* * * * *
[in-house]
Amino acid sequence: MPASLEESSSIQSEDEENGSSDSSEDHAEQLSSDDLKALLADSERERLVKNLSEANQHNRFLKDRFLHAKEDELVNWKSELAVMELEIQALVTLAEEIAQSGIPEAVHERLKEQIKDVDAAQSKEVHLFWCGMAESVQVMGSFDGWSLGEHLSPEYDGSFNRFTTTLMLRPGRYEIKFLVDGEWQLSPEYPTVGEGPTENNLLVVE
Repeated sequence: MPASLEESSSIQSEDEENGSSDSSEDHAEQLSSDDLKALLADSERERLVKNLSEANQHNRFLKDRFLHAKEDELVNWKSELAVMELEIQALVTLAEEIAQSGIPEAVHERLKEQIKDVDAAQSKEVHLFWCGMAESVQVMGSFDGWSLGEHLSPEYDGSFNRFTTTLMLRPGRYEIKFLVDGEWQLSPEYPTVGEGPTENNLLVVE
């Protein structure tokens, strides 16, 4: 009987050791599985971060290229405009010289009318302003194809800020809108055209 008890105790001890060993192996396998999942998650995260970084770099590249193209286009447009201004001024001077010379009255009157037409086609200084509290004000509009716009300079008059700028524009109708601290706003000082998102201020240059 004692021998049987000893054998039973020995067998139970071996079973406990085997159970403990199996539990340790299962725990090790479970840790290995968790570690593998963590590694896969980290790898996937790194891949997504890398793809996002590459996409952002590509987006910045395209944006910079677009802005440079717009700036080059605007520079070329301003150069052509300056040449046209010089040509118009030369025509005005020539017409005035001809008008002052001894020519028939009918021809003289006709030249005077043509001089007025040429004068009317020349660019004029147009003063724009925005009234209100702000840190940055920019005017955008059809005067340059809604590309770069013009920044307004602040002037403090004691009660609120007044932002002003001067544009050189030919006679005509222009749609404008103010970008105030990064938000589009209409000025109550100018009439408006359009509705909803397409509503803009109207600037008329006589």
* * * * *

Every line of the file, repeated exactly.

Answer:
[in-house]
Amino acid sequence: MPASLEESSSIQSEDEENGSSDSSEDHAEQLSSDDLKALLADSERERLVKNLSEANQHNRFLKDRFLHAKEDELVNWKSELAVMELEIQALVTLAEEIAQSGIPEAVHERLKEQIKDVDAAQSKEVHLFWCGMAESVQVMGSFDGWSLGEHLSPEYDGSFNRFTTTLMLRPGRYEIKFLVDGEWQLSPEYPTVGEGPTENNLLVVE
Repeated sequence: MPASLEESSSIQSEDEENGSSDSSEDHAEQLSSDDLKALLADSERERLVKNLSEANQHNRFLKDRFLHAKEDELVNWKSELAVMELEIQALVTLAEEIAQSGIPEAVHERLKEQIKDVDAAQSKEVHLFWCGMAESVQVMGSFDGWSLGEHLSPEYDGSFNRFTTTLMLRPGRYEIKFLVDGEWQLSPEYPTVGEGPTENNLLVVE
């Protein structure tokens, strides 16, 4: 009987050791599985971060290229405009010289009318302003194809800020809108055209 008890105790001890060993192996396998999942998650995260970084770099590249193209286009447009201004001024001077010379009255009157037409086609200084509290004000509009716009300079008059700028524009109708601290706003000082998102201020240059 004692021998049987000893054998039973020995067998139970071996079973406990085997159970403990199996539990340790299962725990090790479970840790290995968790570690593998963590590694896969980290790898996937790194891949997504890398793809996002590459996409952002590509987006910045395209944006910079677009802005440079717009700036080059605007520079070329301003150069052509300056040449046209010089040509118009030369025509005005020539017409005035001809008008002052001894020519028939009918021809003289006709030249005077043509001089007025040429004068009317020349660019004029147009003063724009925005009234209100702000840190940055920019005017955008059809005067340059809604590309770069013009920044307004602040002037403090004691009660609120007044932002002003001067544009050189030919006679005509222009749609404008103010970008105030990064938000589009209409000025109550100018009439408006359009509705909803397409509503803009109207600037008329006589």